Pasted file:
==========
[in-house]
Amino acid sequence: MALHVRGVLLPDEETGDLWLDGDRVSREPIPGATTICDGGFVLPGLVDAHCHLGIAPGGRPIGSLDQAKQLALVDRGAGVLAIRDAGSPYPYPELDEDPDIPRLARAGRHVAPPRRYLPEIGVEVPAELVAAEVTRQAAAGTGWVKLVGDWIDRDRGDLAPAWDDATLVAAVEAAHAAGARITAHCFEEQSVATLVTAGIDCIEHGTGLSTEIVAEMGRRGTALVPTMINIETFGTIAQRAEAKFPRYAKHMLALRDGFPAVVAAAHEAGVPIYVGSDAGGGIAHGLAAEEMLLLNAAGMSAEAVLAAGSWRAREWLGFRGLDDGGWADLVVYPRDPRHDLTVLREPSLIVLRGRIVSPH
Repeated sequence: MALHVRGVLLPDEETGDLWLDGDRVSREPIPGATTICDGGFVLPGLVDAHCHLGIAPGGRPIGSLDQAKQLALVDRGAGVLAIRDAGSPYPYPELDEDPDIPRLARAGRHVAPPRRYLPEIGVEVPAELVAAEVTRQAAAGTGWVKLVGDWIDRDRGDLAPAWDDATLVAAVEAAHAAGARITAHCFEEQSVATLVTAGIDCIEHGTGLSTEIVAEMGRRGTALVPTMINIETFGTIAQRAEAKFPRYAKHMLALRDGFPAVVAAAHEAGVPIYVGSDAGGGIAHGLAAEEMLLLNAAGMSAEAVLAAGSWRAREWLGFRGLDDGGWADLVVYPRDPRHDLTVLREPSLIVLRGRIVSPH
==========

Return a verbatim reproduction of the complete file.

[in-house]
Amino acid sequence: MALHVRGVLLPDEETGDLWLDGDRVSREPIPGATTICDGGFVLPGLVDAHCHLGIAPGGRPIGSLDQAKQLALVDRGAGVLAIRDAGSPYPYPELDEDPDIPRLARAGRHVAPPRRYLPEIGVEVPAELVAAEVTRQAAAGTGWVKLVGDWIDRDRGDLAPAWDDATLVAAVEAAHAAGARITAHCFEEQSVATLVTAGIDCIEHGTGLSTEIVAEMGRRGTALVPTMINIETFGTIAQRAEAKFPRYAKHMLALRDGFPAVVAAAHEAGVPIYVGSDAGGGIAHGLAAEEMLLLNAAGMSAEAVLAAGSWRAREWLGFRGLDDGGWADLVVYPRDPRHDLTVLREPSLIVLRGRIVSPH
Repeated sequence: MALHVRGVLLPDEETGDLWLDGDRVSREPIPGATTICDGGFVLPGLVDAHCHLGIAPGGRPIGSLDQAKQLALVDRGAGVLAIRDAGSPYPYPELDEDPDIPRLARAGRHVAPPRRYLPEIGVEVPAELVAAEVTRQAAAGTGWVKLVGDWIDRDRGDLAPAWDDATLVAAVEAAHAAGARITAHCFEEQSVATLVTAGIDCIEHGTGLSTEIVAEMGRRGTALVPTMINIETFGTIAQRAEAKFPRYAKHMLALRDGFPAVVAAAHEAGVPIYVGSDAGGGIAHGLAAEEMLLLNAAGMSAEAVLAAGSWRAREWLGFRGLDDGGWADLVVYPRDPRHDLTVLREPSLIVLRGRIVSPH